The F Word

Last week I wrote about how just over a year ago, I started to find my way again after being stuck in a rut, for far too long. I cannot express enough how much reconnecting with what I love to do has had such a positive effect on my life, but even with all the progress I’ve made, there’s one thing that still has had a tendency to hold me back. Fear.

I don’t like change. I generally stick to my routine, I drink my coffee out of the same mug every morning, I usually carry the same fishing tackle exclusively, I carry the same two weapons when out hunting, and it took me two months to pick out a new office chair. I’d like to think that it’s because I simply like being in my comfort zone, but I started wondering if I am just scared and intimidated at the thought of trying new things. How could this be? I write these posts about how I want to educate myself, try new things, and encourage people to try hunting and fishing, and I’m over here acting like a scaredy cat? I realized I had to step back and take my own damn advice.

The biggest hurdle that I have had throughout this process is facing that fear. The fear that I won’t be good at something. The fear that I will embarrass myself. Most of all, the fear of failure. Failure, in my mind, has always been the ultimate F word. I have always worked very hard to avoid it by any means possible. Practicing as much as I can, working hard, keeping my nose to the grind, and ultimately staying in my comfort zone whenever possible. The more I thought about how to tackle this fear, the more I came to the brutal realization that there is literally nobody on this planet holding me back other than myself.

One night, as I jotted some things down on a notepad in front of a fire, I really focused on this concept. My revelation made me sick to my stomach. I’m here trying to promote education and exploration, but I am letting a little fear over failing stop me? If I fail, the only one who really is going to care is me. Who else is going to know? Who is going to criticize me more than myself? I worried that if I didn’t break this cycle of fearing new things and the unknown, there was a good possibility of me ending up back where I was before: stuck in that dreaded rut.

Ironically, not long after, a friend of mine just so happened to invite me at random to go shoot skeet. I said yes without hesitation, but the more I thought about it, a huge knot formed in the pit of my stomach. I had no clue what to expect, not ever having done this before, and more so I wasn’t sure what kind of people I would encounter. I was also nervous about shooting a gun that I was unfamiliar with. I had already agreed to go, so I just kept telling myself this is what you need. You need to face the fear, and step out of your comfort zone. Just suck it up and do it. The next day on my way there, I blasted music in my car at full volume, trying not to focus on what I had gotten myself into. Of course, it didn’t work. I could not shut off my mind: What if this is a mistake? What if I am a total screw up? What if I miss every single clay that’s thrown out in front of me? What if, what if, what if?!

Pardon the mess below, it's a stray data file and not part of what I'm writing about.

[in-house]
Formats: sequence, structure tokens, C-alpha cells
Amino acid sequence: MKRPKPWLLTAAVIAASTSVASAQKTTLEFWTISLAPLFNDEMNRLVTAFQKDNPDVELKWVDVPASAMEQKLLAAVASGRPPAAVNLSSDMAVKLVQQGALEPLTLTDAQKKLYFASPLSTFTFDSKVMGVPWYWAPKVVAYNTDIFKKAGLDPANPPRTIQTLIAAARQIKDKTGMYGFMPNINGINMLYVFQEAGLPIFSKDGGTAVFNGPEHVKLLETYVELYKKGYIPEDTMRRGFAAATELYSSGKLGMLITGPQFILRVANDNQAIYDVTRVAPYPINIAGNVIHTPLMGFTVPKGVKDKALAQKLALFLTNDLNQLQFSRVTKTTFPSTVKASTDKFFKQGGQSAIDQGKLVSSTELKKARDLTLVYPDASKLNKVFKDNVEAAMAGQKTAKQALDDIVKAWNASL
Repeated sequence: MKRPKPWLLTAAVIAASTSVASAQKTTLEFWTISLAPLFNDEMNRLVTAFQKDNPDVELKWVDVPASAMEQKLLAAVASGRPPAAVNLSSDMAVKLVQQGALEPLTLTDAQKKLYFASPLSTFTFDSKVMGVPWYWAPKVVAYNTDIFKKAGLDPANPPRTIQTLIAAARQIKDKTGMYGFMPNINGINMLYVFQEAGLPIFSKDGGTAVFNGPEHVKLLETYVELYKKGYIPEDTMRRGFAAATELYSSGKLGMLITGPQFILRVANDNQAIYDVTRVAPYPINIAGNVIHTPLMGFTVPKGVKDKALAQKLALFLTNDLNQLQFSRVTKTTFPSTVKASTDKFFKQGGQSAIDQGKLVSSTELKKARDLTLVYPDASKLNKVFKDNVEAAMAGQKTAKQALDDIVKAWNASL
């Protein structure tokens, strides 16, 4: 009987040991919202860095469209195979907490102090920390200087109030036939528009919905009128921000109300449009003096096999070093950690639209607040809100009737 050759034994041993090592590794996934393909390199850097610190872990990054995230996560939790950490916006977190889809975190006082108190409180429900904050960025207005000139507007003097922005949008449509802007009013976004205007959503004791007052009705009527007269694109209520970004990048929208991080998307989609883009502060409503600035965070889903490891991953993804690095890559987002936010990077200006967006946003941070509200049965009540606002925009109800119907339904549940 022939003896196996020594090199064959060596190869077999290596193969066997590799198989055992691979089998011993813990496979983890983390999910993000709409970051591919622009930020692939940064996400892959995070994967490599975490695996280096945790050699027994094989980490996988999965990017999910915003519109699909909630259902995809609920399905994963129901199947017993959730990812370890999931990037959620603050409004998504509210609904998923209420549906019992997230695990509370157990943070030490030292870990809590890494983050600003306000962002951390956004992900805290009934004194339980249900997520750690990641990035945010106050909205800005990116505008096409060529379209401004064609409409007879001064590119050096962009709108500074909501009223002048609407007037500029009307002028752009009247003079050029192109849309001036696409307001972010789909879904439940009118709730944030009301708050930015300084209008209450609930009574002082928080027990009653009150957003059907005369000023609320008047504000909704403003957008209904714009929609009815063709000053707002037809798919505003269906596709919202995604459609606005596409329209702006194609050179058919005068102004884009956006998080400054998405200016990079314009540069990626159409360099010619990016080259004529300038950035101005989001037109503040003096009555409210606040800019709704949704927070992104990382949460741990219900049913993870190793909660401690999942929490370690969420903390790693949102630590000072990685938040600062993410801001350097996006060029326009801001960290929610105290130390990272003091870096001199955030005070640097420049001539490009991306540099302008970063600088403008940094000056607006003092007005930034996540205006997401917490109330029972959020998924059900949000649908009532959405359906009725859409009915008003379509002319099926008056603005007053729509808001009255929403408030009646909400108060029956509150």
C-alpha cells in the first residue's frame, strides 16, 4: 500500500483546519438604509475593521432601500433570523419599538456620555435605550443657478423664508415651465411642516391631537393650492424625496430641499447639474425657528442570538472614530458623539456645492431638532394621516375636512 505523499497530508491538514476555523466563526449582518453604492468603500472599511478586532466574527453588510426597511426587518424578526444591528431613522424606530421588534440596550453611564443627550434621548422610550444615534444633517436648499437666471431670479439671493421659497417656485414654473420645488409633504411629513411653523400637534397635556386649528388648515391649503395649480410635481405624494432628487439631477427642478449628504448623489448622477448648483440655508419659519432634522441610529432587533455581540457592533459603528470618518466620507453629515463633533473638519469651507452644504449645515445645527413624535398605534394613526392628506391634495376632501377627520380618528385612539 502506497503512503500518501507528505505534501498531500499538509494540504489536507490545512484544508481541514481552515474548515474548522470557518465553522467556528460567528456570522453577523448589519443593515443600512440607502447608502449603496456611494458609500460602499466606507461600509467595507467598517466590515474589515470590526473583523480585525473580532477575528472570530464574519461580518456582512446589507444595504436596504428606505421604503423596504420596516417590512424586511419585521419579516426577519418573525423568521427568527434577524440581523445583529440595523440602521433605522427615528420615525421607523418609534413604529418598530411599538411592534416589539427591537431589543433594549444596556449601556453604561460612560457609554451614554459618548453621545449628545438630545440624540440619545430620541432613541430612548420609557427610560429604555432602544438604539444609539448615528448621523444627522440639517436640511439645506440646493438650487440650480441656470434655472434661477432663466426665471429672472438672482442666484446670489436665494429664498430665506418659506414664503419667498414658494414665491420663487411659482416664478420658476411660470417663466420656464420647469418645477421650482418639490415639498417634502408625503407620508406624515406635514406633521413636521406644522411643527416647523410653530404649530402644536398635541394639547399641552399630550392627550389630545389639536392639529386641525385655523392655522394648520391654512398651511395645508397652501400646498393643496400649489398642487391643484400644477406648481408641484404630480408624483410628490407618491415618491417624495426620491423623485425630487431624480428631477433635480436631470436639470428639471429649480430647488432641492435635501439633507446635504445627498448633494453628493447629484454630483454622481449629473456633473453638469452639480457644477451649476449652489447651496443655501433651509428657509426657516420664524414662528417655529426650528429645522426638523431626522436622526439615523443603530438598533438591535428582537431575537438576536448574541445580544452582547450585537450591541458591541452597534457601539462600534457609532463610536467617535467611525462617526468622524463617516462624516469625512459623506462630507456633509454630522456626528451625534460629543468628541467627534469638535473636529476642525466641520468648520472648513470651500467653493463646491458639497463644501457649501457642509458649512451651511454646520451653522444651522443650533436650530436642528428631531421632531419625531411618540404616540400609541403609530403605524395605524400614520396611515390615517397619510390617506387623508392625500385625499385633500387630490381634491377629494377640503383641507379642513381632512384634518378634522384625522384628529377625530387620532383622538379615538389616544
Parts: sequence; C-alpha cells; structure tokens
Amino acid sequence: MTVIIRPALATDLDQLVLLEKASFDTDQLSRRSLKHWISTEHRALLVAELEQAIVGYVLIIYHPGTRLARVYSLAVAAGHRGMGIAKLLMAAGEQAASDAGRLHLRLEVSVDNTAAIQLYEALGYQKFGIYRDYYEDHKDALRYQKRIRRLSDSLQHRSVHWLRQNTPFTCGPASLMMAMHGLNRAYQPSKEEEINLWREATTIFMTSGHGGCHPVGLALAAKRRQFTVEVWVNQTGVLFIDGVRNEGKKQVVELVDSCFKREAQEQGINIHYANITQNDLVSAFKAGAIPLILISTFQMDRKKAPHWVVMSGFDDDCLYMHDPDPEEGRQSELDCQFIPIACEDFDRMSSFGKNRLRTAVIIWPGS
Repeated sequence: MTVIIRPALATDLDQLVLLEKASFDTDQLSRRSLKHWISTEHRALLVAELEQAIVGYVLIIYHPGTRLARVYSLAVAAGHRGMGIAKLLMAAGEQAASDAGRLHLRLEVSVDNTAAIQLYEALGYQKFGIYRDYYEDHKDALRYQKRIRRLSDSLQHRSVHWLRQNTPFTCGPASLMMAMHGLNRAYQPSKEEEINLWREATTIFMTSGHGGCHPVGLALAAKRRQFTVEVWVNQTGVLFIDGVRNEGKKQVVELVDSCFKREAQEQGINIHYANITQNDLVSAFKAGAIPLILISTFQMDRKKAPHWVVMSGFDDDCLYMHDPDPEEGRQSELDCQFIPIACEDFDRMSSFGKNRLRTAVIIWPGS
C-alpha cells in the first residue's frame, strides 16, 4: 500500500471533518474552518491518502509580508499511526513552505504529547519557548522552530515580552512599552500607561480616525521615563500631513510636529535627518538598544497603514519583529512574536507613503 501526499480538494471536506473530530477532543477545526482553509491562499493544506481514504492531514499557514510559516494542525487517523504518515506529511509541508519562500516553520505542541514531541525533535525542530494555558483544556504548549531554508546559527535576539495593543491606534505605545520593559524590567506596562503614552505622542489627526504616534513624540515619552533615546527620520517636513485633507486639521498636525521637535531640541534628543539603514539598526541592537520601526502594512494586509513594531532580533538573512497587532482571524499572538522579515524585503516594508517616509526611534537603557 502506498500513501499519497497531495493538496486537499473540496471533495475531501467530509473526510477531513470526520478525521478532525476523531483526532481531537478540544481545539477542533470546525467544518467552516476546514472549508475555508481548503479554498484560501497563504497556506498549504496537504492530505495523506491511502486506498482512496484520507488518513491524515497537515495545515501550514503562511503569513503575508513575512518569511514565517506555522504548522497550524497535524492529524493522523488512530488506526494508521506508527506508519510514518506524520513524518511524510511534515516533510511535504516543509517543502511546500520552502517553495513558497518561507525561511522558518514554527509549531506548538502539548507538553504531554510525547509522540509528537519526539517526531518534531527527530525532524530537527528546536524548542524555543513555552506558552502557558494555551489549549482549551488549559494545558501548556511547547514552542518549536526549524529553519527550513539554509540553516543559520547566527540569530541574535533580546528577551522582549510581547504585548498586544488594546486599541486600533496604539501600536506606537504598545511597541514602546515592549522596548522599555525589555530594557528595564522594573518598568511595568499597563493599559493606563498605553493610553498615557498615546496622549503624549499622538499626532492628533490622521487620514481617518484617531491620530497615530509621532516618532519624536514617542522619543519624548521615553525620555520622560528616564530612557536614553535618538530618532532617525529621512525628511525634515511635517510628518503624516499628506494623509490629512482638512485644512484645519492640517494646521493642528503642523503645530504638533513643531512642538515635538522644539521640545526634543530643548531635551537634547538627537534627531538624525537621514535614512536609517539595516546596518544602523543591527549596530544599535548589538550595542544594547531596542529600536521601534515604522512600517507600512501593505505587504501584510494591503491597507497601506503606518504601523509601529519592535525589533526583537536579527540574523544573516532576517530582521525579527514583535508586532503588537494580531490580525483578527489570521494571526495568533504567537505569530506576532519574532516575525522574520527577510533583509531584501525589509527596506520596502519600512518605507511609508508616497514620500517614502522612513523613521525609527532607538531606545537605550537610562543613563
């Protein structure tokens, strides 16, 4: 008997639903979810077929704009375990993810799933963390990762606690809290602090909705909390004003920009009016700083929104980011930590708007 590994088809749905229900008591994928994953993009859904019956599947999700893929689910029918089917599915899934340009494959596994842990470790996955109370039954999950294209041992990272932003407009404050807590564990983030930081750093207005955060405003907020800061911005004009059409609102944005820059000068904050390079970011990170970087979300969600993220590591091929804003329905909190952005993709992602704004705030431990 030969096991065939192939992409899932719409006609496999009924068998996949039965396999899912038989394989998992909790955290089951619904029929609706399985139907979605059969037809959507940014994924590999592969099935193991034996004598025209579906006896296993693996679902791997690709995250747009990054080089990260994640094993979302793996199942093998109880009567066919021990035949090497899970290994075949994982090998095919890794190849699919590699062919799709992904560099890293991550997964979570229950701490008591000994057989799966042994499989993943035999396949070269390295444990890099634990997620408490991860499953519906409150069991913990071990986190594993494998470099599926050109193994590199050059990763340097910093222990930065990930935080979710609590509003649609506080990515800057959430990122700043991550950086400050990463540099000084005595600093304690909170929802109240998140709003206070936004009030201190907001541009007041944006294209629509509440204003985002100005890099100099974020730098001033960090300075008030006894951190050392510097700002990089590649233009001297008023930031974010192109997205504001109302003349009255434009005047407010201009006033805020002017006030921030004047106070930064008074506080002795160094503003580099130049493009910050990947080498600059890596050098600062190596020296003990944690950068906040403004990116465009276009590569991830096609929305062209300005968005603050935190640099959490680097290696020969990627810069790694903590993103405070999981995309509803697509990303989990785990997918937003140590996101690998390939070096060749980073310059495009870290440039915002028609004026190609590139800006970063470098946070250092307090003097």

Once I arrived, I watched a round that was finishing up. I was then handed a vest, gun, a box of shells, and told “ok let’s go.” Well guess what? I shot pretty well for a beginner, I met some great people, and I had a ton of fun. Imagine that! Now did I continuously get frustrated with myself? Yep, sure did. Did I want to stop shooting mid way through the first round because I felt like I was going to throw up from all the nerves? Yep, sure did. Did I turn a bright, blotchy crimson color because I was so angry at myself for missing clays? Yep, sure did. I pushed through all of that and I made it through, even held my own. It wasn’t so bad!

On the drive home all my anxiety was gone. Poof! Vanished as if someone had waved a magic wand over my head. I was full of the same confidence that I find when I hunt and fish, but this time it came from trying something new. I was baffled. I never thought this could be possible. I had almost let the fear of “what ifs” stop me from going in the first place, and here I was a few hours later just beaming, wanting to do it again. Amongst all of the anxiety I had leading up to this new experience, I never once allowed myself to even consider the possibility that the outcome could be a positive one. I was focused solely on the negative. I was focused on the fear. It had never occured to me to consider that I might actually have fun. I have been back for more since then, now hopelessly addicted to this game of skeet.

Try something new. Step out of the box. Break out of your comfort zone. Don’t let the fear of failure hold you back. Once you experience that rush of confidence after tackling something that you thought was next to impossible, everything else you want to try will seem that much more attainable. It’s never going to be perfect, especially the first time around. But if you never try, how will you know? Don’t miss out on new things in life because you are trying to dodge the “what ifs.”

What new things would you try if you knew you wouldn’t fail? Make a list and do them anyway. Odds are, you’ll be more successful than you could ever imagine.

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